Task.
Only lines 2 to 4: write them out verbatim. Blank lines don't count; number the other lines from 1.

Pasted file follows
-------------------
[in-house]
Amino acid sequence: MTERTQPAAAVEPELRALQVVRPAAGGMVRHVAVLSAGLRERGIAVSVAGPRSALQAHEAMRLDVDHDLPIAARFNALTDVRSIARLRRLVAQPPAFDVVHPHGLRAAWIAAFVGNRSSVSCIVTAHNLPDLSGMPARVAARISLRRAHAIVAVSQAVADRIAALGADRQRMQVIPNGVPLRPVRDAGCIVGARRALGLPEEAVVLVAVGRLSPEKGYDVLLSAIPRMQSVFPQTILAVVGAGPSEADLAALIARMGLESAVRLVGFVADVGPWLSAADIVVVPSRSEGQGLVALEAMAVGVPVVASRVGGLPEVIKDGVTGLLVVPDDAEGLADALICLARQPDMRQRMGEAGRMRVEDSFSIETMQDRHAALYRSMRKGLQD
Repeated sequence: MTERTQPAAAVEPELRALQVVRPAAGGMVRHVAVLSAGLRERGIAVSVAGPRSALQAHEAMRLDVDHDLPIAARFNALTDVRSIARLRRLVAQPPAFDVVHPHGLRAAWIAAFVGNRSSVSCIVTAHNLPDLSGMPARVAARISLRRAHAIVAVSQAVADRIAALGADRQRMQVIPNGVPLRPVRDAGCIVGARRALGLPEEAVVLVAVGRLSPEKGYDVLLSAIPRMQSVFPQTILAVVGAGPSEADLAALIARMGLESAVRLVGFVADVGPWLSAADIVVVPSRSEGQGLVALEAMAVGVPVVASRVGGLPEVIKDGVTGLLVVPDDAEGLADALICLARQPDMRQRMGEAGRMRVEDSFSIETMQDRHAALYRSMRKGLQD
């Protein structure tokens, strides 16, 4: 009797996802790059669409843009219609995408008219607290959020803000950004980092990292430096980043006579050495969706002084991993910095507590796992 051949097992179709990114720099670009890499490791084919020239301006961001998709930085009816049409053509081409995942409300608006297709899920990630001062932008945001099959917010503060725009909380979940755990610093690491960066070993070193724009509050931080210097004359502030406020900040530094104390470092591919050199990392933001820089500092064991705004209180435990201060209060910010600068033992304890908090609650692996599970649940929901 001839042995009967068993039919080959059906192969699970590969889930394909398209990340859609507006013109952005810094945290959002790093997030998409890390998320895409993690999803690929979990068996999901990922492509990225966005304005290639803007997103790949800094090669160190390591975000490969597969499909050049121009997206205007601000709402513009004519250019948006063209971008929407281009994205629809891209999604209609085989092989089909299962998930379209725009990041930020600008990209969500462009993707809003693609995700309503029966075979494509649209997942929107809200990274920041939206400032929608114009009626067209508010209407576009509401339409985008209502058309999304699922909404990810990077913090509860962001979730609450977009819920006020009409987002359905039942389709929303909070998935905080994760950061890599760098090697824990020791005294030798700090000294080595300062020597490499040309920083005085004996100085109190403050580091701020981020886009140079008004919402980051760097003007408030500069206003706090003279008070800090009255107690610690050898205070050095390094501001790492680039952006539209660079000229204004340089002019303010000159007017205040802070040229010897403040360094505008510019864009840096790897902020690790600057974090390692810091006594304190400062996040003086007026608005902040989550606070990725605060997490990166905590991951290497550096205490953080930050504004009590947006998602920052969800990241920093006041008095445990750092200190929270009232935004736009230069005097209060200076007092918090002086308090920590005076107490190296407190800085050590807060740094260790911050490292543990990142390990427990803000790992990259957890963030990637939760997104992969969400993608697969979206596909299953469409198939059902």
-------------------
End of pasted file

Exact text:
Amino acid sequence: MTERTQPAAAVEPELRALQVVRPAAGGMVRHVAVLSAGLRERGIAVSVAGPRSALQAHEAMRLDVDHDLPIAARFNALTDVRSIARLRRLVAQPPAFDVVHPHGLRAAWIAAFVGNRSSVSCIVTAHNLPDLSGMPARVAARISLRRAHAIVAVSQAVADRIAALGADRQRMQVIPNGVPLRPVRDAGCIVGARRALGLPEEAVVLVAVGRLSPEKGYDVLLSAIPRMQSVFPQTILAVVGAGPSEADLAALIARMGLESAVRLVGFVADVGPWLSAADIVVVPSRSEGQGLVALEAMAVGVPVVASRVGGLPEVIKDGVTGLLVVPDDAEGLADALICLARQPDMRQRMGEAGRMRVEDSFSIETMQDRHAALYRSMRKGLQD
Repeated sequence: MTERTQPAAAVEPELRALQVVRPAAGGMVRHVAVLSAGLRERGIAVSVAGPRSALQAHEAMRLDVDHDLPIAARFNALTDVRSIARLRRLVAQPPAFDVVHPHGLRAAWIAAFVGNRSSVSCIVTAHNLPDLSGMPARVAARISLRRAHAIVAVSQAVADRIAALGADRQRMQVIPNGVPLRPVRDAGCIVGARRALGLPEEAVVLVAVGRLSPEKGYDVLLSAIPRMQSVFPQTILAVVGAGPSEADLAALIARMGLESAVRLVGFVADVGPWLSAADIVVVPSRSEGQGLVALEAMAVGVPVVASRVGGLPEVIKDGVTGLLVVPDDAEGLADALICLARQPDMRQRMGEAGRMRVEDSFSIETMQDRHAALYRSMRKGLQD
């Protein structure tokens, strides 16, 4: 009797996802790059669409843009219609995408008219607290959020803000950004980092990292430096980043006579050495969706002084991993910095507590796992 051949097992179709990114720099670009890499490791084919020239301006961001998709930085009816049409053509081409995942409300608006297709899920990630001062932008945001099959917010503060725009909380979940755990610093690491960066070993070193724009509050931080210097004359502030406020900040530094104390470092591919050199990392933001820089500092064991705004209180435990201060209060910010600068033992304890908090609650692996599970649940929901 001839042995009967068993039919080959059906192969699970590969889930394909398209990340859609507006013109952005810094945290959002790093997030998409890390998320895409993690999803690929979990068996999901990922492509990225966005304005290639803007997103790949800094090669160190390591975000490969597969499909050049121009997206205007601000709402513009004519250019948006063209971008929407281009994205629809891209999604209609085989092989089909299962998930379209725009990041930020600008990209969500462009993707809003693609995700309503029966075979494509649209997942929107809200990274920041939206400032929608114009009626067209508010209407576009509401339409985008209502058309999304699922909404990810990077913090509860962001979730609450977009819920006020009409987002359905039942389709929303909070998935905080994760950061890599760098090697824990020791005294030798700090000294080595300062020597490499040309920083005085004996100085109190403050580091701020981020886009140079008004919402980051760097003007408030500069206003706090003279008070800090009255107690610690050898205070050095390094501001790492680039952006539209660079000229204004340089002019303010000159007017205040802070040229010897403040360094505008510019864009840096790897902020690790600057974090390692810091006594304190400062996040003086007026608005902040989550606070990725605060997490990166905590991951290497550096205490953080930050504004009590947006998602920052969800990241920093006041008095445990750092200190929270009232935004736009230069005097209060200076007092918090002086308090920590005076107490190296407190800085050590807060740094260790911050490292543990990142390990427990803000790992990259957890963030990637939760997104992969969400993608697969979206596909299953469409198939059902």